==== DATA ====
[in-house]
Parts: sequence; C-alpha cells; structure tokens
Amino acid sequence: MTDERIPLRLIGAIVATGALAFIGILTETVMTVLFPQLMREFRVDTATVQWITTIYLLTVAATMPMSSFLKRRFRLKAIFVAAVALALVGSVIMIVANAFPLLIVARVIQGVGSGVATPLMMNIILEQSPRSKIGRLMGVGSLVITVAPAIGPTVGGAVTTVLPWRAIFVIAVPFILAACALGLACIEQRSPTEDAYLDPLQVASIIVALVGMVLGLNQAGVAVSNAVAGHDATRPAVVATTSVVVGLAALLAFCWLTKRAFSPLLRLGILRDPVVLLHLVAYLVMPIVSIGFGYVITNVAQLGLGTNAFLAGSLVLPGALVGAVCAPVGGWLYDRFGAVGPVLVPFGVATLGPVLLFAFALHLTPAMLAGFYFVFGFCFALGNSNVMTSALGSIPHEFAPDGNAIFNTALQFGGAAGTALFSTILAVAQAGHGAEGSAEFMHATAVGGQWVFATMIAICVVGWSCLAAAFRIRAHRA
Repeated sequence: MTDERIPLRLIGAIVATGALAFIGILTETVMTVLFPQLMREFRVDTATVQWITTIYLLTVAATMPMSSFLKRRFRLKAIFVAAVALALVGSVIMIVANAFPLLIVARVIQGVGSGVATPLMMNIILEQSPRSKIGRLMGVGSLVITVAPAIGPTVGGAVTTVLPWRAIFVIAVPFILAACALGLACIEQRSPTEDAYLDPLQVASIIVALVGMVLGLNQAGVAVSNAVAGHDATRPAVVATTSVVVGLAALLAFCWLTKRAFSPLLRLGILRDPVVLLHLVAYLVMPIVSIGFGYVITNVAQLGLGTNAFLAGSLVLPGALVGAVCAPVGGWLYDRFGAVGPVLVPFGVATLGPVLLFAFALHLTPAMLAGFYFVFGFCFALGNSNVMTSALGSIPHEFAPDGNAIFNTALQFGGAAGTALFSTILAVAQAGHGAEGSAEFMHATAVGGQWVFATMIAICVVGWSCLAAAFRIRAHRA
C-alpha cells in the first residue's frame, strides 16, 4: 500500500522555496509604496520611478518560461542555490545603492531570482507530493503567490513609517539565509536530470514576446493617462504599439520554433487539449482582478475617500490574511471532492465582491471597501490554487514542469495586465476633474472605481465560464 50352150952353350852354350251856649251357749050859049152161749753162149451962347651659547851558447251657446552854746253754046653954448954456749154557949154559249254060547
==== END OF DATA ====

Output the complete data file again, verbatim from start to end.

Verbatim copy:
[in-house]
Parts: sequence; C-alpha cells; structure tokens
Amino acid sequence: MTDERIPLRLIGAIVATGALAFIGILTETVMTVLFPQLMREFRVDTATVQWITTIYLLTVAATMPMSSFLKRRFRLKAIFVAAVALALVGSVIMIVANAFPLLIVARVIQGVGSGVATPLMMNIILEQSPRSKIGRLMGVGSLVITVAPAIGPTVGGAVTTVLPWRAIFVIAVPFILAACALGLACIEQRSPTEDAYLDPLQVASIIVALVGMVLGLNQAGVAVSNAVAGHDATRPAVVATTSVVVGLAALLAFCWLTKRAFSPLLRLGILRDPVVLLHLVAYLVMPIVSIGFGYVITNVAQLGLGTNAFLAGSLVLPGALVGAVCAPVGGWLYDRFGAVGPVLVPFGVATLGPVLLFAFALHLTPAMLAGFYFVFGFCFALGNSNVMTSALGSIPHEFAPDGNAIFNTALQFGGAAGTALFSTILAVAQAGHGAEGSAEFMHATAVGGQWVFATMIAICVVGWSCLAAAFRIRAHRA
Repeated sequence: MTDERIPLRLIGAIVATGALAFIGILTETVMTVLFPQLMREFRVDTATVQWITTIYLLTVAATMPMSSFLKRRFRLKAIFVAAVALALVGSVIMIVANAFPLLIVARVIQGVGSGVATPLMMNIILEQSPRSKIGRLMGVGSLVITVAPAIGPTVGGAVTTVLPWRAIFVIAVPFILAACALGLACIEQRSPTEDAYLDPLQVASIIVALVGMVLGLNQAGVAVSNAVAGHDATRPAVVATTSVVVGLAALLAFCWLTKRAFSPLLRLGILRDPVVLLHLVAYLVMPIVSIGFGYVITNVAQLGLGTNAFLAGSLVLPGALVGAVCAPVGGWLYDRFGAVGPVLVPFGVATLGPVLLFAFALHLTPAMLAGFYFVFGFCFALGNSNVMTSALGSIPHEFAPDGNAIFNTALQFGGAAGTALFSTILAVAQAGHGAEGSAEFMHATAVGGQWVFATMIAICVVGWSCLAAAFRIRAHRA
C-alpha cells in the first residue's frame, strides 16, 4: 500500500522555496509604496520611478518560461542555490545603492531570482507530493503567490513609517539565509536530470514576446493617462504599439520554433487539449482582478475617500490574511471532492465582491471597501490554487514542469495586465476633474472605481465560464 50352150952353350852354350251856649251357749050859049152161749753162149451962347651659547851558447251657446552854746253754046653954448954456749154557949154559249254060547